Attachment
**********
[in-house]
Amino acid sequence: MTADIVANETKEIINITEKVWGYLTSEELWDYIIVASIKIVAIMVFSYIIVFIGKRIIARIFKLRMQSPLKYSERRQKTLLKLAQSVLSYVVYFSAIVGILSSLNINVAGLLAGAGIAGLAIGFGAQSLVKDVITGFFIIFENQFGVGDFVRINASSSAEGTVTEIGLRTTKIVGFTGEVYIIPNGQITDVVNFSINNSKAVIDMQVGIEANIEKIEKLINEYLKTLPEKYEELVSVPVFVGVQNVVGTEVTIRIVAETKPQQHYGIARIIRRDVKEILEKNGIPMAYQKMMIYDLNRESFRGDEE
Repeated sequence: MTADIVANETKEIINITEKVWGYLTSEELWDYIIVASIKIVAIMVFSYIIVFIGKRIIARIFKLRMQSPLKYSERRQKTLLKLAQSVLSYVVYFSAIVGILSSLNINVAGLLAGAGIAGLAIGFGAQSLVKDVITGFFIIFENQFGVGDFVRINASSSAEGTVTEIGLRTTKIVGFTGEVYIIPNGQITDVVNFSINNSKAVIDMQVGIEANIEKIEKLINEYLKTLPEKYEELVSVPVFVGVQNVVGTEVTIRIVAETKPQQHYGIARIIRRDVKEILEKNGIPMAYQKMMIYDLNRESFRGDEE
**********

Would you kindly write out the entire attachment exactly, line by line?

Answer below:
[in-house]
Amino acid sequence: MTADIVANETKEIINITEKVWGYLTSEELWDYIIVASIKIVAIMVFSYIIVFIGKRIIARIFKLRMQSPLKYSERRQKTLLKLAQSVLSYVVYFSAIVGILSSLNINVAGLLAGAGIAGLAIGFGAQSLVKDVITGFFIIFENQFGVGDFVRINASSSAEGTVTEIGLRTTKIVGFTGEVYIIPNGQITDVVNFSINNSKAVIDMQVGIEANIEKIEKLINEYLKTLPEKYEELVSVPVFVGVQNVVGTEVTIRIVAETKPQQHYGIARIIRRDVKEILEKNGIPMAYQKMMIYDLNRESFRGDEE
Repeated sequence: MTADIVANETKEIINITEKVWGYLTSEELWDYIIVASIKIVAIMVFSYIIVFIGKRIIARIFKLRMQSPLKYSERRQKTLLKLAQSVLSYVVYFSAIVGILSSLNINVAGLLAGAGIAGLAIGFGAQSLVKDVITGFFIIFENQFGVGDFVRINASSSAEGTVTEIGLRTTKIVGFTGEVYIIPNGQITDVVNFSINNSKAVIDMQVGIEANIEKIEKLINEYLKTLPEKYEELVSVPVFVGVQNVVGTEVTIRIVAETKPQQHYGIARIIRRDVKEILEKNGIPMAYQKMMIYDLNRESFRGDEE